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Muscle-Wasting Effects of Low-Carb Diets on People With HIV

May 4, 2004


It is not hard to go into any grocery store these days and see at least one product that advertises low or no carbohydrates on the package. The world seems to have embraced the idea that no or low-carbohydrate diets are good for us. It is a common misconception that carbohydrates are fattening. Because of this misconception the dieter may begin to avoid carbohydrates, leaving protein and fat for calorie intake. Remember that fat, carbohydrates, and protein are the only sources of calories in the diet.

The most popular diets today are high in protein and low in carbohydrates. These diets do work. However, the danger of having a high-protein, and low-carb diet is that when the source of the protein is meat, the meat is usually also high in fat and has higher calories per mouthful than a high-carb diet. One of the reasons that a high-protein, low-carb diet works is that the fat in the food slows down digestion quite a bit, so you feel satisfied with less food.

Another reason for the seeming effectiveness is that high-protein consumption tends to cause loss of body water. If you lose 10 pounds on a high-protein diet, two to three of those pounds may be by dehydration. Later your body reabsorbs the water and you regain that portion of your weight, making the diet less effective than it seems.

But this is not the major criticism of a high-protein, high-fat, and low-carb diet. The big danger is that this diet is conducive to muscle loss and degeneration of muscle tone and efficiency. In a well-balanced diet, the carbs in the meal are used for glucose production, leaving the protein available for muscle repair. The net result of a high-protein, low-carb diet is that the muscles break down and are not repaired, with a consequent loss of lean body mass. It is possible to lose as much as one pound of muscle for every pound of fat lost on one of these diets.

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Wasting syndrome, also referred to as loss of body mass or lean body mass, is an AIDS-related complication and can be life threatening. If this kind of diet produces muscle loss among non-HIV-positive people, there is all the more reason for HIV-positive people to pay attention to a balanced diet.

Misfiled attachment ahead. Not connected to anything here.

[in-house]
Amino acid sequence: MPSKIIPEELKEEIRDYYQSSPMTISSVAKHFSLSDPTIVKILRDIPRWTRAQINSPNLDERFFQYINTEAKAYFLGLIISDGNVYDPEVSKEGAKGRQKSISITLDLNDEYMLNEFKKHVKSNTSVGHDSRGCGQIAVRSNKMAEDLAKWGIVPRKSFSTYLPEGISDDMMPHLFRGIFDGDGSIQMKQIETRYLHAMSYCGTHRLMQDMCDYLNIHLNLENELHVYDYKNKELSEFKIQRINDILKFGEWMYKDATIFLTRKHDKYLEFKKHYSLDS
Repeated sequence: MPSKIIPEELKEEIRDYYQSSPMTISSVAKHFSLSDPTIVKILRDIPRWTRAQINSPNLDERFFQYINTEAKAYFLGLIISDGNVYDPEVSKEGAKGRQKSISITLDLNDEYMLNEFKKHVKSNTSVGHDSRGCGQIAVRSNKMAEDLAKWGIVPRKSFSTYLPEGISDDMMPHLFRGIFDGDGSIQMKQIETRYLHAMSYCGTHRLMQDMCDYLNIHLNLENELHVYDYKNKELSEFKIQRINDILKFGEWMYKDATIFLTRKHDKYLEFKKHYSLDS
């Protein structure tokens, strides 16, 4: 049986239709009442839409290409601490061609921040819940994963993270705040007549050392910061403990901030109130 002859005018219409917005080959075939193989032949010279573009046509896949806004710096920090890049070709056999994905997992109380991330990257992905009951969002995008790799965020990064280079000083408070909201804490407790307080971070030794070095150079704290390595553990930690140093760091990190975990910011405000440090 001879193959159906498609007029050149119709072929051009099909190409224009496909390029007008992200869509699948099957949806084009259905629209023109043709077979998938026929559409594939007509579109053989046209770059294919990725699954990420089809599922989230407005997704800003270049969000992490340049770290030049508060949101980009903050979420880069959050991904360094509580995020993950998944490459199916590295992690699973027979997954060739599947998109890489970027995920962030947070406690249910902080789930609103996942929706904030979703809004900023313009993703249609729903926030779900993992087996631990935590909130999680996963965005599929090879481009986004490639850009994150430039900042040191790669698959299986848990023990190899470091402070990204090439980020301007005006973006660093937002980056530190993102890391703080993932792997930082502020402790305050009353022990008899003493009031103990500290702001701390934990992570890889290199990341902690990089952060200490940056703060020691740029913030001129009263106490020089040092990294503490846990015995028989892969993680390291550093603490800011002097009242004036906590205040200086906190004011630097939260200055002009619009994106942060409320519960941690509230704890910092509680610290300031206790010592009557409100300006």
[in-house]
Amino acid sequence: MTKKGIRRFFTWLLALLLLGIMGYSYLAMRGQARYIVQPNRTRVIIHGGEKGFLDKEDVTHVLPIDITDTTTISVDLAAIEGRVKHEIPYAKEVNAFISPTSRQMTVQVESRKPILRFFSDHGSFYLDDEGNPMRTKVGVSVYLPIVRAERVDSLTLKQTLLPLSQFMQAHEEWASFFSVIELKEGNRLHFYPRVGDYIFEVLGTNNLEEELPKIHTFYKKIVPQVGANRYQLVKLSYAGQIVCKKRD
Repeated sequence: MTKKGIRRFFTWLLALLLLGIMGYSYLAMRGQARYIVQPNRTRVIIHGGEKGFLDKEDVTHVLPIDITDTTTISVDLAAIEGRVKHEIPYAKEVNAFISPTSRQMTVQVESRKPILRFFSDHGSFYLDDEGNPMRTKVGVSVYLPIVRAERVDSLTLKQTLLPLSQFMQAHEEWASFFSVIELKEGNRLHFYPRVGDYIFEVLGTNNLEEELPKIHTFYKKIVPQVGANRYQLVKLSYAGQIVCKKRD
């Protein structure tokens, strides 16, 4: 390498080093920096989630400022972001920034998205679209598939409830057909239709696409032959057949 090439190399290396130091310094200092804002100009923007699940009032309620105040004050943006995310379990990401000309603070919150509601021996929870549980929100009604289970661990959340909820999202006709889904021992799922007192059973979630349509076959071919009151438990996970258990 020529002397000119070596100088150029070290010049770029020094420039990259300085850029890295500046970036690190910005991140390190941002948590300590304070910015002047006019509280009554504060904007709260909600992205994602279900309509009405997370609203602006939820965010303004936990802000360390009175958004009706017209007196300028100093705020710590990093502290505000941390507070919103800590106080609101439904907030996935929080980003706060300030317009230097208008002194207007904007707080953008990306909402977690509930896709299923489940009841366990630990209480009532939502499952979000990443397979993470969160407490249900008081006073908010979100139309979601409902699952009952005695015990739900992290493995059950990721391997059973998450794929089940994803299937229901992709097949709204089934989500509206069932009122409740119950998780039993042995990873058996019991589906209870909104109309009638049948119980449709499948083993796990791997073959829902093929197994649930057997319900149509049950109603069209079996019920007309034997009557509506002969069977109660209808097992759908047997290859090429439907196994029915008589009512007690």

What Happens When You Eat Too Much Protein?

When there is protein (amino acid) in excess of the body's requirements for it, it is sent to the liver and converted to fat. This process is called deamination and can be stressful if your body has to do a lot of it. During the deamination process, the nitrogen that is released from the amino acid is converted into ammonia, which is then changed to urea. Urea is very toxic, but to a lesser extent than ammonia. To be eliminated from the body, it must be diluted in the urine. In a normal balanced diet your body can very easily rid itself of urea. Yet, when you increase your intake of protein you increase the need to rid your body of urea and more fluids are required to dilute it. You may drink a lot more water but it won't necessarily be enough to adequately hydrate your body, and your body will inevitably take water from its own tissues. You now have suddenly put a very stressful burden on your kidneys, which are working overtime to get rid of the urea. Some HIV medications are hard on the kidneys and double taxing is not a good idea.


How Can You Be Sure You're Getting Enough Protein in the Diet While Also Getting a Good Balance of Carbohydrates and Vitamins?

A reasonable rule of thumb is to eat two servings daily of three ounces of a meat product or a meat substitute, like tofu for example. In addition, have two servings, one cup each, of nonfat or low-fat milk or milk substitute such as yogurt. Balance these high-protein foods with carbohydrates by eating four servings of fruits or vegetables each day and four servings of high-fiber breads and cereals, which are grain products.

While it's important to balance your diet with adequate amounts of protein and carbohydrates, you do not have to worry about getting enough fat. It is almost impossible not to get fat in the foods you eat. Even if you decided to eliminate all products that are high in fat, you would still get fat in nuts and other seeds, including wheat germ.

It is important to remember that before trying any new fad diet to talk to your healthcare provider and find out if the diet is right for you before ever beginning.

The bottom line is BALANCE.

Shelley is a treatment educator at Babes Network in Seattle, Washington.




  
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This article was provided by Seattle Treatment Education Project. It is a part of the publication STEP Ezine.
 
See Also
An HIVer's Guide to Metabolic Complications
More on Complementary Treatments for HIV/AIDS Wasting
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